His name says a lot, and nobody is quite sure what to make of Hamilton. He played a major role in Texas' late-season collapse in 2012, and he seemed mentally checked out. He missed four games in September, when he didn't even travel with the club, because of a vision problem.
Texas lost two of those games. And they lost the division by one game.
Hamilton was also involved in the Game 162 nightmare, allowing Oakland to take a 7-5 lead after dropping a fly ball that would have otherwise ended the inning.
Texas went on and lost the AL West to Oakland that day, 12-5.
Hamilton went 0-4 in the inaugural Wild Card round, saw eight pitches, struck out twice, and grounded into a double play.
Texas, of course, went on and lost 5-1 to the Orioles.
Still, Hamilton is the biggest free agent bat on the market this winter, and he'll still likely be highly sought after, odd injury concerns and all.
Hamilton, just minutes after the painful loss, is already talking about his offseason plans -- and gives the Rangers a "50-50" shot at re-signing him.
50/50? Yeah, right.
Trust me, I'm not one to cite "clutch" stats. The sample size is too small. Hamilton came up with one of the biggest clutch at bats in Rangers history last October, but it ended up being moot. Hamilton is fine in the supposed clutch.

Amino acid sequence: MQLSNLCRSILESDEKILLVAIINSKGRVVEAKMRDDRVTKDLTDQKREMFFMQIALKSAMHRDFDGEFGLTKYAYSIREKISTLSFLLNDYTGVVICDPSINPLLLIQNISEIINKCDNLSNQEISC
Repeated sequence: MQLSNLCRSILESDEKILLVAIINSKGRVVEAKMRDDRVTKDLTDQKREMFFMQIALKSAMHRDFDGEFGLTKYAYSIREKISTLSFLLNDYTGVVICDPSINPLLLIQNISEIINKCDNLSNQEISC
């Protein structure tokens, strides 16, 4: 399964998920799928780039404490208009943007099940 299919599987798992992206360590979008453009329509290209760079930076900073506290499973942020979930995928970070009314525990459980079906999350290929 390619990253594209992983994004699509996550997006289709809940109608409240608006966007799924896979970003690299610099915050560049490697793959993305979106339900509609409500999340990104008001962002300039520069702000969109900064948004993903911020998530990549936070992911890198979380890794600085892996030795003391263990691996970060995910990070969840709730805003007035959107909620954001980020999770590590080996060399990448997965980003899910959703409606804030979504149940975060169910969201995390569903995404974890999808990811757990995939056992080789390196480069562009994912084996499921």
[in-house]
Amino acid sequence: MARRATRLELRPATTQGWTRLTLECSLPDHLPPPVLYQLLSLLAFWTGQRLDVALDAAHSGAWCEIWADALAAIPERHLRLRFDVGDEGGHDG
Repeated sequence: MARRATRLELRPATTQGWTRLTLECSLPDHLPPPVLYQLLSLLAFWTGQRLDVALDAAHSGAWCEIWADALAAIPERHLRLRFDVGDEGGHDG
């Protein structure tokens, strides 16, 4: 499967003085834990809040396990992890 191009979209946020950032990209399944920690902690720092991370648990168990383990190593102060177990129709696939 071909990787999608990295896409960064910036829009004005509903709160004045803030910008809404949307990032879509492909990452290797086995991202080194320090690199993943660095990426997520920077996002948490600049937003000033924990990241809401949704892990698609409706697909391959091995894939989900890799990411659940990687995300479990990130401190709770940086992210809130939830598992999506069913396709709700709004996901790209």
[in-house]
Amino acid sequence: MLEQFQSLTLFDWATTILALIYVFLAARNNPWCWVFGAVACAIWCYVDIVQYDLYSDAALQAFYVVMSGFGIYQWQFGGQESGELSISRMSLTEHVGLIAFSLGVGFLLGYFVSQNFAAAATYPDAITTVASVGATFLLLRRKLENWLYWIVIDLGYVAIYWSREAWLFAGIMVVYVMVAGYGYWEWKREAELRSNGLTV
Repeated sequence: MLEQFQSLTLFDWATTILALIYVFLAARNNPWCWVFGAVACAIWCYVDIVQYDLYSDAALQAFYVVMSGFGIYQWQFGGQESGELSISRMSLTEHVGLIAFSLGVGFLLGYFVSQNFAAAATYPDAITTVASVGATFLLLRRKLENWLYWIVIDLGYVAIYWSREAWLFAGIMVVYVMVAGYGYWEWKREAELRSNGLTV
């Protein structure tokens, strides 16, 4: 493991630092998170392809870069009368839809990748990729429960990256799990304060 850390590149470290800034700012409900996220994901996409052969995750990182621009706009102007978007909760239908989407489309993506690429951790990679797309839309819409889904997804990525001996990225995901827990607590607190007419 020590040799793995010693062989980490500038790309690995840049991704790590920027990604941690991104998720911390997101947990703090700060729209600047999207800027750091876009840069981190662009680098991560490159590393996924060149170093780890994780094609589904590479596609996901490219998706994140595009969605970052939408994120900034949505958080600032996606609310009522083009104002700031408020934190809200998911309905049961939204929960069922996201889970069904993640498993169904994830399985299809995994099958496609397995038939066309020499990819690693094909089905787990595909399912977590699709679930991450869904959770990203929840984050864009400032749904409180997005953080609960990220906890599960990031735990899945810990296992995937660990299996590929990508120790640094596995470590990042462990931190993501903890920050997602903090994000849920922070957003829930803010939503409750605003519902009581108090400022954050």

Where Hamilton isn't fine, is his approach at the plate. He mentally checks out of at bats. He gets bored at the plate, and that results in awful at bats -- like the four we saw on Friday night in Arlington.
I'm not Josh Hamilton. I can't tell you what goes through his head. But he's been the offensive force behind Texas' lineup the last three years, and he failed miserably when the Rangers needed him the most.
50/50? He's not coming back. And truly, it's a shame in a way. He deserved a better fate than the way he went out, but c'est la vie. He'll end up going to the highest bidder -- and it won't be the Texas Rangers.
Rangers fans might be mad at Hamilton -- and some of that anger is deserved. But fans should also remember that the Rangers that they love would not be the Rangers without Hamilton.
It'll be an interesting offseason in Texas, and it all starts with Hamilton -- and where he ends up. Like Lone Star Ball's Adam J. Morris, I'm putting my money on Baltimore.